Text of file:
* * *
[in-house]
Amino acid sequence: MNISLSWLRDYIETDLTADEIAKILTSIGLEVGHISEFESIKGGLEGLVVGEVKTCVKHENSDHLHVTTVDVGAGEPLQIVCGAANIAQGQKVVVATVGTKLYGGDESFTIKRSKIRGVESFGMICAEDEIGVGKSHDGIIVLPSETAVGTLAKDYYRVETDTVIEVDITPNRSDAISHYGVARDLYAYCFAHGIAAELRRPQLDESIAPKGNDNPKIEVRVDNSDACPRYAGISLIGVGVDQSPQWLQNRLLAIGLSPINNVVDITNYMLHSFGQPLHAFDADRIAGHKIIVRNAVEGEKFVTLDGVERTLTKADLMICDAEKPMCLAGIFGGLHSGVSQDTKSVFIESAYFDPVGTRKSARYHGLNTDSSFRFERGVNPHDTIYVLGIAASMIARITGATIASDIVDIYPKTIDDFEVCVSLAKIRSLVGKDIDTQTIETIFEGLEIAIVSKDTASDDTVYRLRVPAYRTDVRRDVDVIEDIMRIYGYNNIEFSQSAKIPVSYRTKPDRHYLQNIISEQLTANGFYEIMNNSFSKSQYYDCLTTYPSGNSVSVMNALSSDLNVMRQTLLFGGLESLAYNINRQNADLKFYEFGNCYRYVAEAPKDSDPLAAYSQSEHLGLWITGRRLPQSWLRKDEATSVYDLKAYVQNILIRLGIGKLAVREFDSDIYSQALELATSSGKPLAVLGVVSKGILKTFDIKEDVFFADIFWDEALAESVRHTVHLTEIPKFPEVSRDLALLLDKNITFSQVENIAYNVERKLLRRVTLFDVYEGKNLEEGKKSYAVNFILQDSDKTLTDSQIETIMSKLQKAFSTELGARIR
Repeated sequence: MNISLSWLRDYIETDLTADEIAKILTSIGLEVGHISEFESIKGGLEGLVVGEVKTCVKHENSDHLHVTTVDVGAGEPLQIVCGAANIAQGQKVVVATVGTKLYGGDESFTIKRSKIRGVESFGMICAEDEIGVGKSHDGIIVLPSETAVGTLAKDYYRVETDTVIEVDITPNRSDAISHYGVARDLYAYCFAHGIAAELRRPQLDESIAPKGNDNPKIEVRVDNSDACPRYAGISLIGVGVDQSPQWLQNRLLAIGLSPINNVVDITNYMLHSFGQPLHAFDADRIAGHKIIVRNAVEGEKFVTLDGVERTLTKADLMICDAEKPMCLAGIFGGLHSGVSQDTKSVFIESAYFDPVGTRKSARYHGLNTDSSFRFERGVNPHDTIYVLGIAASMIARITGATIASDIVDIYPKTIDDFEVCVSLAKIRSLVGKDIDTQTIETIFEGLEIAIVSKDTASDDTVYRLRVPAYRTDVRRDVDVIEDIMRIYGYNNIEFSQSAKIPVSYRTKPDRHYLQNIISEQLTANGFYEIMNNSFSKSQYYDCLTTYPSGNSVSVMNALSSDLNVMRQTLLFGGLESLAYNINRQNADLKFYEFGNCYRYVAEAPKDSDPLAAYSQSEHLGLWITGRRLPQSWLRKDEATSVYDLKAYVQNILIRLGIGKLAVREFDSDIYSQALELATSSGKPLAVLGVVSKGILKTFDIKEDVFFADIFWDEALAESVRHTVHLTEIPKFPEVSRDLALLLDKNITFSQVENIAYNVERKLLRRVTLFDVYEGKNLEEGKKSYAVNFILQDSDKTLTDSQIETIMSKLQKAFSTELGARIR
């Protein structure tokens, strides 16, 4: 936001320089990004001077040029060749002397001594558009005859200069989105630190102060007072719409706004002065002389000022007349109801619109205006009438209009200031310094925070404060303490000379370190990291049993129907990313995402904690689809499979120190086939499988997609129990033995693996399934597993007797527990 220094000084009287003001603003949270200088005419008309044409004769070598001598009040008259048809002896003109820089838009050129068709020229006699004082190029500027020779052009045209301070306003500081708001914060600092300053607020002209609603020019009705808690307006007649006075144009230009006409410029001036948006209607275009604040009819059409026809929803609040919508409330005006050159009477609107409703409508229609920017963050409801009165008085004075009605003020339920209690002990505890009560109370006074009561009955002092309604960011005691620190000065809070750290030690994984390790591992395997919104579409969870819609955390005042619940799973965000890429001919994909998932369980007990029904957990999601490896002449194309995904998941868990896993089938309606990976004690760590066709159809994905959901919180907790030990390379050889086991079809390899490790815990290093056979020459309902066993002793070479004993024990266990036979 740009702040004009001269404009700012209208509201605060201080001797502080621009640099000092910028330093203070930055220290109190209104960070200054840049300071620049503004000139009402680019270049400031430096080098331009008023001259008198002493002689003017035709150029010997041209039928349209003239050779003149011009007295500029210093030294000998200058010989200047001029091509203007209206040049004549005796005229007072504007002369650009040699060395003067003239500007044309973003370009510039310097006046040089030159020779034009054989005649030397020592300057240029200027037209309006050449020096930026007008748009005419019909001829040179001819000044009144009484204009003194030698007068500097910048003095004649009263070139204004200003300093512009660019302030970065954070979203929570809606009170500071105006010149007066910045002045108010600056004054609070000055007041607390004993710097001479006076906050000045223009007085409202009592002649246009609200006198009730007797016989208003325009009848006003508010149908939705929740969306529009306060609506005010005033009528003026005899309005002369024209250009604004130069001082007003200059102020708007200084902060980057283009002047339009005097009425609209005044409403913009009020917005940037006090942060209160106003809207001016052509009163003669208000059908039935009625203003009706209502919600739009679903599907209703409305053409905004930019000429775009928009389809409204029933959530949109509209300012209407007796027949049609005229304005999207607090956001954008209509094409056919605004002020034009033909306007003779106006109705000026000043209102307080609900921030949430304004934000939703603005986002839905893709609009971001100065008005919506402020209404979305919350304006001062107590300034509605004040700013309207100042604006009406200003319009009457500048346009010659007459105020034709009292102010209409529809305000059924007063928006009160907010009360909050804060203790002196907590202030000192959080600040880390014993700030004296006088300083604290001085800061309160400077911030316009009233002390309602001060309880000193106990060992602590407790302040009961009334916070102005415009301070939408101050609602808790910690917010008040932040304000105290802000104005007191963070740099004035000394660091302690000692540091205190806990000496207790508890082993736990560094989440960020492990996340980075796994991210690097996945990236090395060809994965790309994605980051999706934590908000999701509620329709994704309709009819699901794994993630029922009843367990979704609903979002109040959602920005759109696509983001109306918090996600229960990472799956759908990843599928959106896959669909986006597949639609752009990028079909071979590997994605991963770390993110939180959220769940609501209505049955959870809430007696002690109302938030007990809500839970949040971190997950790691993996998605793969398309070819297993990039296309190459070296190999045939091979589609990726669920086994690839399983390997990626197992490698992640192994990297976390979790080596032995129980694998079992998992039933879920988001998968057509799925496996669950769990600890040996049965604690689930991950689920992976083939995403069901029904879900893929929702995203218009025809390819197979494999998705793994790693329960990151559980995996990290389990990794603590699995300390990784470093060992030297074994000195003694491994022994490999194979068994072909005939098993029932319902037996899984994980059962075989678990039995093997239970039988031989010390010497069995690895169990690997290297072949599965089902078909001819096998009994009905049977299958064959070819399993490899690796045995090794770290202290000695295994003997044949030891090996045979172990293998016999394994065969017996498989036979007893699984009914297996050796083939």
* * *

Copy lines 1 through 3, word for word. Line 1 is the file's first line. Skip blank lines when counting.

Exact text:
[in-house]
Amino acid sequence: MNISLSWLRDYIETDLTADEIAKILTSIGLEVGHISEFESIKGGLEGLVVGEVKTCVKHENSDHLHVTTVDVGAGEPLQIVCGAANIAQGQKVVVATVGTKLYGGDESFTIKRSKIRGVESFGMICAEDEIGVGKSHDGIIVLPSETAVGTLAKDYYRVETDTVIEVDITPNRSDAISHYGVARDLYAYCFAHGIAAELRRPQLDESIAPKGNDNPKIEVRVDNSDACPRYAGISLIGVGVDQSPQWLQNRLLAIGLSPINNVVDITNYMLHSFGQPLHAFDADRIAGHKIIVRNAVEGEKFVTLDGVERTLTKADLMICDAEKPMCLAGIFGGLHSGVSQDTKSVFIESAYFDPVGTRKSARYHGLNTDSSFRFERGVNPHDTIYVLGIAASMIARITGATIASDIVDIYPKTIDDFEVCVSLAKIRSLVGKDIDTQTIETIFEGLEIAIVSKDTASDDTVYRLRVPAYRTDVRRDVDVIEDIMRIYGYNNIEFSQSAKIPVSYRTKPDRHYLQNIISEQLTANGFYEIMNNSFSKSQYYDCLTTYPSGNSVSVMNALSSDLNVMRQTLLFGGLESLAYNINRQNADLKFYEFGNCYRYVAEAPKDSDPLAAYSQSEHLGLWITGRRLPQSWLRKDEATSVYDLKAYVQNILIRLGIGKLAVREFDSDIYSQALELATSSGKPLAVLGVVSKGILKTFDIKEDVFFADIFWDEALAESVRHTVHLTEIPKFPEVSRDLALLLDKNITFSQVENIAYNVERKLLRRVTLFDVYEGKNLEEGKKSYAVNFILQDSDKTLTDSQIETIMSKLQKAFSTELGARIR
Repeated sequence: MNISLSWLRDYIETDLTADEIAKILTSIGLEVGHISEFESIKGGLEGLVVGEVKTCVKHENSDHLHVTTVDVGAGEPLQIVCGAANIAQGQKVVVATVGTKLYGGDESFTIKRSKIRGVESFGMICAEDEIGVGKSHDGIIVLPSETAVGTLAKDYYRVETDTVIEVDITPNRSDAISHYGVARDLYAYCFAHGIAAELRRPQLDESIAPKGNDNPKIEVRVDNSDACPRYAGISLIGVGVDQSPQWLQNRLLAIGLSPINNVVDITNYMLHSFGQPLHAFDADRIAGHKIIVRNAVEGEKFVTLDGVERTLTKADLMICDAEKPMCLAGIFGGLHSGVSQDTKSVFIESAYFDPVGTRKSARYHGLNTDSSFRFERGVNPHDTIYVLGIAASMIARITGATIASDIVDIYPKTIDDFEVCVSLAKIRSLVGKDIDTQTIETIFEGLEIAIVSKDTASDDTVYRLRVPAYRTDVRRDVDVIEDIMRIYGYNNIEFSQSAKIPVSYRTKPDRHYLQNIISEQLTANGFYEIMNNSFSKSQYYDCLTTYPSGNSVSVMNALSSDLNVMRQTLLFGGLESLAYNINRQNADLKFYEFGNCYRYVAEAPKDSDPLAAYSQSEHLGLWITGRRLPQSWLRKDEATSVYDLKAYVQNILIRLGIGKLAVREFDSDIYSQALELATSSGKPLAVLGVVSKGILKTFDIKEDVFFADIFWDEALAESVRHTVHLTEIPKFPEVSRDLALLLDKNITFSQVENIAYNVERKLLRRVTLFDVYEGKNLEEGKKSYAVNFILQDSDKTLTDSQIETIMSKLQKAFSTELGARIR